Blog post

Wealth distribution in the eurozone

The eurosystem has worked for a number of years now on a very comprehensive survey, called Household Finance and Consumption Network (HFCN). Data will

Publishing date
25 August 2014

The eurosystem has worked for a number of years now on a very comprehensive survey, called Household Finance and Consumption Network (HFCN). Data will be published in soon.

The Bundesbank yesterday gave a press conference on some of the results of the German survey. The presentation by Heinz Herrmann and Ulf von Kalckreuth, the two researchers at the Bundesbank running the survey, provides a number of interesting insights. The most interesting but also controversial one will certainly be the distribution of wealth across countries of the euro area. For convenience, I copy paste the table from the presentation below.


A number of results stand out.

First, the average wealth in Germany is lower than in France, Spain and Austria. The German statistics, however, look different when excluding East Germany. Then, average wealth is slightly above France but still below Spain and Austria.

Second, the wealth distribution in Germany seems to be more unequal than the other countries considered. The median household, i.e. the household with an equal number of richer and lower households around, owns only a net property of 51k euros. This means only a quarter of the average net property. This contrasts with much richer median households in France and more than 3 times richer households in Spain and Italy.

Third, the low net property in Germany is correlated with the low home ownership in Germany. Only 44% of German households own apartments. Yet, it is shown that buying an apartment is a central factor for saving.

This leaves a number of important questions: Why apparently do high savings rates in Germany and the high macroeconomic saving not translate in high wealth? Is the high saving appropriate to allow German households to accumulate wealth to catch up with the South of Europe? Is the main reason for low household wealth the savings accumulation in corporations whose ownership is more concentrated? How much has wealth dropped in the years since the survey was first conducted due to the decline in the property markets in the South of Europe? The HFCN offers for a rich research agenda ahead.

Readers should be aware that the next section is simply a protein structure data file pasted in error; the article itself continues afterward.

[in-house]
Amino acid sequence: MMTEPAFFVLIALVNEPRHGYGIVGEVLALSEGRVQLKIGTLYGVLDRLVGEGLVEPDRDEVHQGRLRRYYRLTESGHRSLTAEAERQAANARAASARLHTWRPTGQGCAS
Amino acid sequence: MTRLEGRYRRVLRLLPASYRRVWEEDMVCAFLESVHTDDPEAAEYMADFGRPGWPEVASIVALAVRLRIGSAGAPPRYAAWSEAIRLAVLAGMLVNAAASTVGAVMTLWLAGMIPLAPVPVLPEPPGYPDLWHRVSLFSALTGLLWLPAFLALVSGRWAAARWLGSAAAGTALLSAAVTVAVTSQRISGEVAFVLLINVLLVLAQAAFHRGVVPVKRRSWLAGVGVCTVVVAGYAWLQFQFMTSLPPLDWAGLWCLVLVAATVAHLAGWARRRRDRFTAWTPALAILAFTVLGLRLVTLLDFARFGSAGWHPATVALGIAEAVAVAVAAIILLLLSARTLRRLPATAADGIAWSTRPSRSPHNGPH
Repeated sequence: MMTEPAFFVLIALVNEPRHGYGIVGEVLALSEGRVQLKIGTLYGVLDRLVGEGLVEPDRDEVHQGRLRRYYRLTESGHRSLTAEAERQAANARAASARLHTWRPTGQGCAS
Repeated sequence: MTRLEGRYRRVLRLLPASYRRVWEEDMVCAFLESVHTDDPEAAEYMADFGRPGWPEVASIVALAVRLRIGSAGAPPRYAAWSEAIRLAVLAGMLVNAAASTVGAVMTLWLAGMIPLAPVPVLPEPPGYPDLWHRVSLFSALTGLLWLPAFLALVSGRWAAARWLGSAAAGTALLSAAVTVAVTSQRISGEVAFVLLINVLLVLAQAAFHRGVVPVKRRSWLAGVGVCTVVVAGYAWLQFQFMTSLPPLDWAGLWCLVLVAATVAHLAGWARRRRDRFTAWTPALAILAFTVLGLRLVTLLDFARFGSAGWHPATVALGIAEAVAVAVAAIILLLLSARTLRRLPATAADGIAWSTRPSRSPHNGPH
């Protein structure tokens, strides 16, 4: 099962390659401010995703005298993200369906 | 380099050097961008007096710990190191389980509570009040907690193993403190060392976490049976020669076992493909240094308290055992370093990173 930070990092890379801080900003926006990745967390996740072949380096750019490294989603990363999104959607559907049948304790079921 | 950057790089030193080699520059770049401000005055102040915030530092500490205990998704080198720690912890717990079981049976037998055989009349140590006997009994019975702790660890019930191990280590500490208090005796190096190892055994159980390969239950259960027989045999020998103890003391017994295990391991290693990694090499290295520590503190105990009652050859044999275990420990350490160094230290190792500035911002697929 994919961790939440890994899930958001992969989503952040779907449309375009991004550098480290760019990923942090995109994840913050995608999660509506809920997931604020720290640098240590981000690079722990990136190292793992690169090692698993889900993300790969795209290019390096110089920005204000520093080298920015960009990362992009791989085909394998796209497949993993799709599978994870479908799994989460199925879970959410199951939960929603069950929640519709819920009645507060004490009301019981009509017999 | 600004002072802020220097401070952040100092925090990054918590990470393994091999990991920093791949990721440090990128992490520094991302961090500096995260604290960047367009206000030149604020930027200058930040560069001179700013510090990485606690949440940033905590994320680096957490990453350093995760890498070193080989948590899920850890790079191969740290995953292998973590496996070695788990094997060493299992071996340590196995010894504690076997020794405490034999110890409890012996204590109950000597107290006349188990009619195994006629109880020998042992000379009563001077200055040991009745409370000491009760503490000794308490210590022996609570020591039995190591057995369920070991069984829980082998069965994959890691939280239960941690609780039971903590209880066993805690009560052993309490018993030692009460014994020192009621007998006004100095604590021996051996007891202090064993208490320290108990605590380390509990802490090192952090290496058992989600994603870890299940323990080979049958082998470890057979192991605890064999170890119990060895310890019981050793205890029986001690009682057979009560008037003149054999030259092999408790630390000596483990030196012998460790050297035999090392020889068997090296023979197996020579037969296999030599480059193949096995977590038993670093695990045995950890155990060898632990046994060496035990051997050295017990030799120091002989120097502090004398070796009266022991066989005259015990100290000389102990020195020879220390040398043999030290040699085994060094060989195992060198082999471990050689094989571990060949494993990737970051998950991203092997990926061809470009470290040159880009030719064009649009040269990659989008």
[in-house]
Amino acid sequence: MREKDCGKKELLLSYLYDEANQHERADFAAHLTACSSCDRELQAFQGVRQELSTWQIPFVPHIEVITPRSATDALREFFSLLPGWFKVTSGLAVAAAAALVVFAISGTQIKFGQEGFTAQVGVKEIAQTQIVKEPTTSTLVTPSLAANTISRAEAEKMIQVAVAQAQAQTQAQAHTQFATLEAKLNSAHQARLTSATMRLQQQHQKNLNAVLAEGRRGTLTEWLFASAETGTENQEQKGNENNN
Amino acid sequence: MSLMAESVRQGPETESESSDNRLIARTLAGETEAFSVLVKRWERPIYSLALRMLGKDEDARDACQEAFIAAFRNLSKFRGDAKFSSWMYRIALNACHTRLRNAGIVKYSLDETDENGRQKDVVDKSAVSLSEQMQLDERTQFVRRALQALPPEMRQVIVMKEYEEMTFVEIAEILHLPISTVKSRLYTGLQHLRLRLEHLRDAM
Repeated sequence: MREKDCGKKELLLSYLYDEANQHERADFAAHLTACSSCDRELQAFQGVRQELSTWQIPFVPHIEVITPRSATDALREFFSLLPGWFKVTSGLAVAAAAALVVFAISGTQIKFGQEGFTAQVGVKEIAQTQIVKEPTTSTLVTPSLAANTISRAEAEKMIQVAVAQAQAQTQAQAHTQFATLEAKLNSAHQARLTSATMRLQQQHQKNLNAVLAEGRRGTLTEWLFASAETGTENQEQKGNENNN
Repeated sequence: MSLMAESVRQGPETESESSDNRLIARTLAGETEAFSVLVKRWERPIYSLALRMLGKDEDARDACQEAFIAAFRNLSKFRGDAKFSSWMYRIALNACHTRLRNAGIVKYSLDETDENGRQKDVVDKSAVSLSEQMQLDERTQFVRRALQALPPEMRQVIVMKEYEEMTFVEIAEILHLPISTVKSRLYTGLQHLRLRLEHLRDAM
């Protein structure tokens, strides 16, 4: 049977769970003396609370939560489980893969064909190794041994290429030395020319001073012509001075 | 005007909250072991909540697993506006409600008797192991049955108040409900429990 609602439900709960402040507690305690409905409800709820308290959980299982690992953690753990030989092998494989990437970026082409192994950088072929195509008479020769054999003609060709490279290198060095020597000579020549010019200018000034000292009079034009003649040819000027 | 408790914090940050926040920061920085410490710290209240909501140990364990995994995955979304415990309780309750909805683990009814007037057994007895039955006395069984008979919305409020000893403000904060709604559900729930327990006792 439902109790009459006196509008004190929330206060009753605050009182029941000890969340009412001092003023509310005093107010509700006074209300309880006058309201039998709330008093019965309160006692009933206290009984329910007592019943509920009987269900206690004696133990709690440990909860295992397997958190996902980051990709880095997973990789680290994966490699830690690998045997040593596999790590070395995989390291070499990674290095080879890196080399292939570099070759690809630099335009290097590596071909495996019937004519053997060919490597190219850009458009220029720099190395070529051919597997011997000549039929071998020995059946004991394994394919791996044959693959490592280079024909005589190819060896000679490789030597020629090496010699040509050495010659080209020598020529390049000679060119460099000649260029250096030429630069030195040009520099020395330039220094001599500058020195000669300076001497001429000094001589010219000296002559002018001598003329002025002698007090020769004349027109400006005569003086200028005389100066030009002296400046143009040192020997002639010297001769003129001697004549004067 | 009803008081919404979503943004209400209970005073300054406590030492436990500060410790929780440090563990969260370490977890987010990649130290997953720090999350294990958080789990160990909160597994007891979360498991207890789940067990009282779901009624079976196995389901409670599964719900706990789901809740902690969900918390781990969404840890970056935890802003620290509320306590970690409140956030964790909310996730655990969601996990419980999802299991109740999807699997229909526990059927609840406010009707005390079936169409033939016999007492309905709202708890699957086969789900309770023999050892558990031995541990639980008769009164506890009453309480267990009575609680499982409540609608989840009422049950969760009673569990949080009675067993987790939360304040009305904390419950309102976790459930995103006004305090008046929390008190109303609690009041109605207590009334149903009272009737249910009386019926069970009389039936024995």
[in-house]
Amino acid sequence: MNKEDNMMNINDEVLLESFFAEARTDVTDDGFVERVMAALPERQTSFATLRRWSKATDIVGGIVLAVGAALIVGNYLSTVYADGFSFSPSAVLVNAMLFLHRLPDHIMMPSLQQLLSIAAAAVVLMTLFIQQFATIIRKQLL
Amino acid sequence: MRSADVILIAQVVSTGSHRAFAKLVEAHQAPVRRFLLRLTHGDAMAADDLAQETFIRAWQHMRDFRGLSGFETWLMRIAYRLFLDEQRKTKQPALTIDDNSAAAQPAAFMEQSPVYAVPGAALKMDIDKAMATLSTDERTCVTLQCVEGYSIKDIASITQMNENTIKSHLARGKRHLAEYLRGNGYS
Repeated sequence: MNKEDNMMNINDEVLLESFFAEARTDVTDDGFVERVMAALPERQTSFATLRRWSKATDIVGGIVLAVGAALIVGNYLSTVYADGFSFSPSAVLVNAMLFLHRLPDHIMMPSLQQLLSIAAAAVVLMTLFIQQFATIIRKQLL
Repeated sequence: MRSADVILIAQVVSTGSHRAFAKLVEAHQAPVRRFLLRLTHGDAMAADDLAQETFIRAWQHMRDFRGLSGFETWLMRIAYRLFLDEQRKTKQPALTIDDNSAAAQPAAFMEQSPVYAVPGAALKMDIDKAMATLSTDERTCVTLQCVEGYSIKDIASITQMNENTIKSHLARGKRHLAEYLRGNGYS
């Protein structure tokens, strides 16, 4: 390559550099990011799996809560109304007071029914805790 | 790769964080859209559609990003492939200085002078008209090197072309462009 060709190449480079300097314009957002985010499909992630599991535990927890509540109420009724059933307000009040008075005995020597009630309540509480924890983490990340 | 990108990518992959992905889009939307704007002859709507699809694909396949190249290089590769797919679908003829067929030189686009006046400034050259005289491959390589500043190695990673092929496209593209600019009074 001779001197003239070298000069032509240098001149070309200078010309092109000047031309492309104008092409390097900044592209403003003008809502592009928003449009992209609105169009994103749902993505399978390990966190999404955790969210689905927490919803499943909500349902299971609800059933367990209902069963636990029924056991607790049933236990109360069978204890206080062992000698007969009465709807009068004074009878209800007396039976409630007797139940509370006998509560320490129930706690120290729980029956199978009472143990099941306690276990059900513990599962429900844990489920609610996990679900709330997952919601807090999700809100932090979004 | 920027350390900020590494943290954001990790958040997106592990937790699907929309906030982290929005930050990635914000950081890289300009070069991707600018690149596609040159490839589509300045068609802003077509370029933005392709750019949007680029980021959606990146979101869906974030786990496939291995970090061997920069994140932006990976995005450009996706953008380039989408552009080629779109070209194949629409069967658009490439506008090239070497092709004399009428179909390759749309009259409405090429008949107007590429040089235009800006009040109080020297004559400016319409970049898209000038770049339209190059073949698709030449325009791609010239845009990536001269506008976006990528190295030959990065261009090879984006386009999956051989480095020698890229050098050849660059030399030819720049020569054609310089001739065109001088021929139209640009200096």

About the authors

  • Guntram B. Wolff

    Guntram Wolff is a Senior fellow at Bruegel. He is also a Professor of Public Policy and Economics at the Willy Brandt School of Public Policy. From 2022-2024, he was the Director and CEO of the German Council on Foreign Relations (DGAP) and from 2013-22 the director of Bruegel. Over his career, he has contributed to research on European political economy, climate policy, geoeconomics, macroeconomics and foreign affairs. His work was published in academic journals such as Nature, Science, Research Policy, Energy Policy, Climate Policy, Journal of European Public Policy, Journal of Banking and Finance. His co-authored book “The macroeconomics of decarbonization” is published in Cambridge University Press.

    An experienced public adviser, he has been testifying twice a year since 2013 to the informal European finance ministers’ and central bank governors’ ECOFIN Council meeting on a large variety of topics. He also regularly testifies to the European Parliament, the Bundestag and speaks to corporate boards. In 2020, Business Insider ranked him one of the 28 most influential “power players” in Europe. From 2012-16, he was a member of the French prime minister’s Conseil d’Analyse Economique. In 2018, then IMF managing director Christine Lagarde appointed him to the external advisory group on surveillance to review the Fund’s priorities. In 2021, he was appointed member and co-director to the G20 High level independent panel on pandemic prevention, preparedness and response under the co-chairs Tharman Shanmugaratnam, Lawrence H. Summers and Ngozi Okonjo-Iweala. From 2013-22, he was an advisor to the Mastercard Centre for Inclusive Growth. He is a member of the Bulgarian Council of Economic Analysis, the European Council on Foreign Affairs and  advisory board of Elcano.

    Guntram joined Bruegel from the European Commission, where he worked on the macroeconomics of the euro area and the reform of euro area governance. Prior to joining the Commission, he worked in the research department at the Bundesbank, which he joined after completing his PhD in economics at the University of Bonn. He also worked as an external adviser to the International Monetary Fund. He is fluent in German, English, and French. His work is regularly published and cited in leading media. 

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